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  • 4 Things Your Child’s Preschool Teacher Wants To Tell You

    As our partners in helping our children grow and develop to their full potential, we asked teachers what they want parents to know
    by Andrea Herrera . Published Sep 1, 2015
  • preschool teacher

    Parenting is a learning experience that includes dealing with sending your child to school and everything else that comes with it. This makes sending your child to school for the first time a very exciting one and it can be a challenge leaving your child to the preschool teacher – someone that you and your child don’t know very well.

    As parents, we know we are experts when it comes to our children, but it is good to remember that our children’s teachers are our partners in helping our children grow and develop to their full potential. Every preschool teacher has encountered various kinds of parents – from the relaxed and laid-back ones who fully entrust everything to them, to the very involved and hands-on ones who choose to have a large say in their child’s school life. Communication is important just like in any partnership and parents are always encouraged to communicate with their child’s preschool teacher.

    We asked a few preschool teachers about things that they want to communicate to many of their children’s parents.

    1. Each child is unique.
    Some parents fall into the trap of comparing their child with other children. Even those who have several children often cannot help but make comparisons among their kids. It can be quite difficult not to do this, but parents should not make other children a benchmark for how their child is doing.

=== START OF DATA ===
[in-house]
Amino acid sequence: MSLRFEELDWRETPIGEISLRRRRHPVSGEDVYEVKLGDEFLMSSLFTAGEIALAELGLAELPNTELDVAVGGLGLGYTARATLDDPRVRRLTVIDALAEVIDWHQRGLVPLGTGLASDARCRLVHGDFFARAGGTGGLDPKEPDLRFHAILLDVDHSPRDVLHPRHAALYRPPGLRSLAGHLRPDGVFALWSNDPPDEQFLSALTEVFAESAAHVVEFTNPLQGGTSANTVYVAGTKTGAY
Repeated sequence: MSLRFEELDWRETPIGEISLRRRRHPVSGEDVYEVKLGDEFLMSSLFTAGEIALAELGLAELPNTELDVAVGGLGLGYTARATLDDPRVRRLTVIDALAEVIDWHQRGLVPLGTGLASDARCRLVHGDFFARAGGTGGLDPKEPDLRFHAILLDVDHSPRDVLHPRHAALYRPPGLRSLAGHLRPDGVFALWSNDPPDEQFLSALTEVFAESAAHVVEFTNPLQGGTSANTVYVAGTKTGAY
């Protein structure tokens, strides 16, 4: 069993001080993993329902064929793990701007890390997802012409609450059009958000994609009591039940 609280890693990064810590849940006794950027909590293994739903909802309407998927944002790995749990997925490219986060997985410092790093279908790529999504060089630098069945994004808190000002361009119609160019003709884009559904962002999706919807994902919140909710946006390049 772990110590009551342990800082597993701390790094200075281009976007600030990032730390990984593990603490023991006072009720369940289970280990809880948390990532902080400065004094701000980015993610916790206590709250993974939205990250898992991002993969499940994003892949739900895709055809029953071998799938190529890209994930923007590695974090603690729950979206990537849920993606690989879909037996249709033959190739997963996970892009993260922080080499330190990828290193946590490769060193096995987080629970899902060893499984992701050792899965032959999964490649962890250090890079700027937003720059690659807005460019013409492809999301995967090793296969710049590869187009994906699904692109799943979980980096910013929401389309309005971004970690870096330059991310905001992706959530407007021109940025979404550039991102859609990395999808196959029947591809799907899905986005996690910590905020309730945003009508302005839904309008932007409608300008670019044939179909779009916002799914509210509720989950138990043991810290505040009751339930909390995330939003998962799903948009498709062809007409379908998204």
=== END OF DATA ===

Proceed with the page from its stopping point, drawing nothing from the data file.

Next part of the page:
Teacher Celine Estacio, a Kindergarten 2 Teacher at the Reedley International School, has this message for parents, “Parents need to know that each child is unique. They develop at their own pace and have a distinct skills set. It is quite common for parents to use their eldest child's progress as a benchmark to determine whether the other kids are developing at the ‘right pace’. They have to understand that the right pace is their child's own pace, and what worked for the first child may not necessarily work for the second or third. Some parents would expect their second child to be able to read by age 4 just because their eldest has done so. Expectations like this need to be avoided as it can put pressure on their kids when they reach school age.”


    This, of course, applies to comparing your child to a classmate. Even if they are all under the supervision of one teacher, each child learns and develops differently and this is okay.  

    2. Accidents in school do happen.
    It is quite understandable for parents to worry and feel bad when something happens to their child while in school. However, minor accidents may still happen no matter how vigilant the school and its teachers are.